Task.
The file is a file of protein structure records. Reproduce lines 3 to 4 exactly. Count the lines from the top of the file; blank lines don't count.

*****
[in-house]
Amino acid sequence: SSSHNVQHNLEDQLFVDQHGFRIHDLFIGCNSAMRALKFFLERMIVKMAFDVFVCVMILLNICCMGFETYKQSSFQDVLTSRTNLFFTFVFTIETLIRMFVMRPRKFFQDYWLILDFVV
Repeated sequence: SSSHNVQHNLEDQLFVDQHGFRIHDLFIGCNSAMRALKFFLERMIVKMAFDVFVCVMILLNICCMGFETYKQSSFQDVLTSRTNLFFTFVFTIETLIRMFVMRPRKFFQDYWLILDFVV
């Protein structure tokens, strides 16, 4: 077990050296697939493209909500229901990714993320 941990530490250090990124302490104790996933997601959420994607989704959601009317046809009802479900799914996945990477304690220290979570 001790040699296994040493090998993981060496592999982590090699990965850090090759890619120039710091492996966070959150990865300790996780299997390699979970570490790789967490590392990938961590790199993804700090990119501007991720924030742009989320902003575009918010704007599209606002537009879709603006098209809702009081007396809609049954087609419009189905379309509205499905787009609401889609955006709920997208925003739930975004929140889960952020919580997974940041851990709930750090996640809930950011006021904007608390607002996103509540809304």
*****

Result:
Repeated sequence: SSSHNVQHNLEDQLFVDQHGFRIHDLFIGCNSAMRALKFFLERMIVKMAFDVFVCVMILLNICCMGFETYKQSSFQDVLTSRTNLFFTFVFTIETLIRMFVMRPRKFFQDYWLILDFVV
């Protein structure tokens, strides 16, 4: 077990050296697939493209909500229901990714993320 941990530490250090990124302490104790996933997601959420994607989704959601009317046809009802479900799914996945990477304690220290979570 001790040699296994040493090998993981060496592999982590090699990965850090090759890619120039710091492996966070959150990865300790996780299997390699979970570490790789967490590392990938961590790199993804700090990119501007991720924030742009989320902003575009918010704007599209606002537009879709603006098209809702009081007396809609049954087609419009189905379309509205499905787009609401889609955006709920997208925003739930975004929140889960952020919580997974940041851990709930750090996640809930950011006021904007608390607002996103509540809304």